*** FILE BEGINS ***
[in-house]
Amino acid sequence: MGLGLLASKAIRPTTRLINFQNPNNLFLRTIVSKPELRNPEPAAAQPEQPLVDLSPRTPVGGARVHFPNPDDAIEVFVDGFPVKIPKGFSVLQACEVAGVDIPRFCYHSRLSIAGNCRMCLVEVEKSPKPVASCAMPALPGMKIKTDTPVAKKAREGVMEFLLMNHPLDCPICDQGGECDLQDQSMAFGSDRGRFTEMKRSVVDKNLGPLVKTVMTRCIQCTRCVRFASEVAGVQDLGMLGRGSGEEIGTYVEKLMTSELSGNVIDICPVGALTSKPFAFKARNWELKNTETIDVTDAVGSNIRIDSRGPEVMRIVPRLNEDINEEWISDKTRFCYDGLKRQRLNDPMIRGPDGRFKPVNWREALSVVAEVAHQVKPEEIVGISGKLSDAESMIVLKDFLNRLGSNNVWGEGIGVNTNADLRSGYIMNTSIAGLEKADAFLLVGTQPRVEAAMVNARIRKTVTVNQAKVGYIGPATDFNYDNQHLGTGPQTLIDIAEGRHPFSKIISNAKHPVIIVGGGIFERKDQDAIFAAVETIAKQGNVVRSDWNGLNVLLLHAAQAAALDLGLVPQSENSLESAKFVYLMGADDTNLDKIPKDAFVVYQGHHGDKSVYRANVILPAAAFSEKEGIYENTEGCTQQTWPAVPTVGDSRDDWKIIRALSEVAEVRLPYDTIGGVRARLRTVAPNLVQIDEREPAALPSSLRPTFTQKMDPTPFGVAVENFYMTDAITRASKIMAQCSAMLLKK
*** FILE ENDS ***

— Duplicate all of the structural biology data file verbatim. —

[in-house]
Amino acid sequence: MGLGLLASKAIRPTTRLINFQNPNNLFLRTIVSKPELRNPEPAAAQPEQPLVDLSPRTPVGGARVHFPNPDDAIEVFVDGFPVKIPKGFSVLQACEVAGVDIPRFCYHSRLSIAGNCRMCLVEVEKSPKPVASCAMPALPGMKIKTDTPVAKKAREGVMEFLLMNHPLDCPICDQGGECDLQDQSMAFGSDRGRFTEMKRSVVDKNLGPLVKTVMTRCIQCTRCVRFASEVAGVQDLGMLGRGSGEEIGTYVEKLMTSELSGNVIDICPVGALTSKPFAFKARNWELKNTETIDVTDAVGSNIRIDSRGPEVMRIVPRLNEDINEEWISDKTRFCYDGLKRQRLNDPMIRGPDGRFKPVNWREALSVVAEVAHQVKPEEIVGISGKLSDAESMIVLKDFLNRLGSNNVWGEGIGVNTNADLRSGYIMNTSIAGLEKADAFLLVGTQPRVEAAMVNARIRKTVTVNQAKVGYIGPATDFNYDNQHLGTGPQTLIDIAEGRHPFSKIISNAKHPVIIVGGGIFERKDQDAIFAAVETIAKQGNVVRSDWNGLNVLLLHAAQAAALDLGLVPQSENSLESAKFVYLMGADDTNLDKIPKDAFVVYQGHHGDKSVYRANVILPAAAFSEKEGIYENTEGCTQQTWPAVPTVGDSRDDWKIIRALSEVAEVRLPYDTIGGVRARLRTVAPNLVQIDEREPAALPSSLRPTFTQKMDPTPFGVAVENFYMTDAITRASKIMAQCSAMLLKK